Chimeric antigen receptor T-cell (CAR-T) therapy, one of the more remarkable advances in cancer treatment, is a novel cell-based gene therapy that modifies a patient’s T lymphocytes. The process involves extracting the patient’s T cells, chemically reengineering them to produce CARs on their surface that will bind to a specific protein expressed on malignant cells, and then infusing them back into the patient, with the T cells now programmed to recognize and destroy malignant cells that contain the targeted antigen on their surface. However, though some patients have experienced extraordinary results from this therapy, current therapeutic agents are often unable to differentiate between malignant B-lineage cells and normal B cells. This in turn can lead to long-term immune system dysfunction, subsequent hypogammaglobulinemia, and a need to consider antibody replacement therapy.

In a paper published in Blood Reviews, researchers described CAR-T therapies that target B-lineage lymphocytes and their associated side effects, as well as considerations for the approach to management of hypogammaglobulinemia in patients receiving CAR-T therapy.

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“Data regarding the efficacy and cost-effectiveness of prophylactic immunoglobulin replacement in CD19-targeted CAR-T therapy recipients are lacking,” said lead author Joshua Hill, MD, of Fred Hutchinson Cancer Research Center in Seattle, Washington, in an interview with Hematology Advisor. “This issue is even more relevant in light of national shortages of these products.”

The development and clinical administration of CAR-T cells is a complex process requiring multiple steps, and each one is associated with some risk to the patients. Despite these challenges, though, the number of CAR-T agents available on the market is likely to increase in the near future. Currently, 2 products that target CD19+ B-lineage neoplasms (tisagenlecleucel and axicabtagene ciloleucel) have received regulatory approval from the US Food and Drug Administration (FDA). Both products also have on-target, off-tumor activity against normal B cells that leads to depletion of CD19+ B cells, which may result in hypogammaglobulinemia. Because CAR-T cells may proliferate and survive in vivo, B-cell aplasia and gaps in humoral immunity can persist over the long term, sometimes for years after treatment ends. However, polyclonal B cell recovery has been observed in patients who were able to achieve durable complete remissions.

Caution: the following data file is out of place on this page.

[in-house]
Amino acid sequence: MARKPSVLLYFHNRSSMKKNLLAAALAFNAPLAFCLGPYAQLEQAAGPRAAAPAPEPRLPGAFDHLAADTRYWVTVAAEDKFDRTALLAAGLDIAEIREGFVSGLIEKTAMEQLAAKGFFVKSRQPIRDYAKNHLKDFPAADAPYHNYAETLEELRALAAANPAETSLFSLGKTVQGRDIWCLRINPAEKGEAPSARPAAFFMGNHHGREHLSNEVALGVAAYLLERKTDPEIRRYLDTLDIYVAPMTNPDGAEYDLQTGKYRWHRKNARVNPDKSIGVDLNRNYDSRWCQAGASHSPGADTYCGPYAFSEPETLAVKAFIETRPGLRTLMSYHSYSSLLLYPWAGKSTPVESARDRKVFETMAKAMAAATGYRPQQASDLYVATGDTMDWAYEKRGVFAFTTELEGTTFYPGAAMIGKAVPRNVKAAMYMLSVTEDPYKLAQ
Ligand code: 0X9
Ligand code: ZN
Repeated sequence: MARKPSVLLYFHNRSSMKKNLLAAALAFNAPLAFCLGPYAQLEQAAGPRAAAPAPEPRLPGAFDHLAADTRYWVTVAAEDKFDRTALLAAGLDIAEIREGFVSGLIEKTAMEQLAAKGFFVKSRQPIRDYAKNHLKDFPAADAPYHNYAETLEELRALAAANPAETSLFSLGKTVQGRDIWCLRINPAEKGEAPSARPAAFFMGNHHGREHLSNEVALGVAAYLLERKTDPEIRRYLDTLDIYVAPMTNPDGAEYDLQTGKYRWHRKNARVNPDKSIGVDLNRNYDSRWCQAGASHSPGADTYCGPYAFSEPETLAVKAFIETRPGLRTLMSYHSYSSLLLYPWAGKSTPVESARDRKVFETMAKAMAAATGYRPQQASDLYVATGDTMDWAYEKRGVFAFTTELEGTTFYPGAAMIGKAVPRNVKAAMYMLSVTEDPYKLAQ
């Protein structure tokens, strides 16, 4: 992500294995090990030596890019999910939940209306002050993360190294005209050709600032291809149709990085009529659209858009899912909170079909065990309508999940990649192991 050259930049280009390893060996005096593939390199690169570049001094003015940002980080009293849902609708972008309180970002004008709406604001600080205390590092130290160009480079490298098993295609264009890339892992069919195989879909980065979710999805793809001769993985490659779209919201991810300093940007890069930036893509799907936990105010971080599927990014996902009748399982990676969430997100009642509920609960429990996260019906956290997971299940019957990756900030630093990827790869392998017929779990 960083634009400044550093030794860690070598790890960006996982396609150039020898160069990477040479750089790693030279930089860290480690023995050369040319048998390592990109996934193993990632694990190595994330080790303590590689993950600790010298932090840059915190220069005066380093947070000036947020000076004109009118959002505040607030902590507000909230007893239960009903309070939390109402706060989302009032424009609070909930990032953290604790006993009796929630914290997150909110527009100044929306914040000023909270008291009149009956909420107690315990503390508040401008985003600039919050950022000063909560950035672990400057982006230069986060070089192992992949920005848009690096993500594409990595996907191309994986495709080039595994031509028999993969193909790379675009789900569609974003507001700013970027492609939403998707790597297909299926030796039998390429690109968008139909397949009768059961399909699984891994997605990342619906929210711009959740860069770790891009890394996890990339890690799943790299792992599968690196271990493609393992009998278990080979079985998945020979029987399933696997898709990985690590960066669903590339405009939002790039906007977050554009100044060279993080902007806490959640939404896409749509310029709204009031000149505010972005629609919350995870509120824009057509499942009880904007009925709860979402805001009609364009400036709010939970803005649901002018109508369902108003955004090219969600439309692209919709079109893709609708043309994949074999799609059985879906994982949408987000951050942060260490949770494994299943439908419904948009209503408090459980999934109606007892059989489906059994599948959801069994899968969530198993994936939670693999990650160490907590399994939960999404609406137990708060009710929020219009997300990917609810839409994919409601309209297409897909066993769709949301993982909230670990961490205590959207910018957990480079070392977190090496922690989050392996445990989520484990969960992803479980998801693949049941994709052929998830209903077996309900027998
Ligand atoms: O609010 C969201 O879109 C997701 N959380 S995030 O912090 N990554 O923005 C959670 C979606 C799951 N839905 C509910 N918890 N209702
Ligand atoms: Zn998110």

Risk for infection is also relatively high in this patient population, especially in the first 28 days following treatment. Though this risk is due to any number of factors, antibody deficiency is likely an important contributor. For example, in a study looking at 1-year follow-up after CAR-T infusion in adults with lymphoma treated with axicabtagene ciloleucel, 41 (38%) of 108 patients experienced any type of infection, with 23% of infections being grade 3 or higher. Grade 3 or higher infections caused by an unspecified pathogen occurred in 16% of patients, bacterial infections in 9%, and viral infections in 4%.

This article originally appeared on Hematology Advisor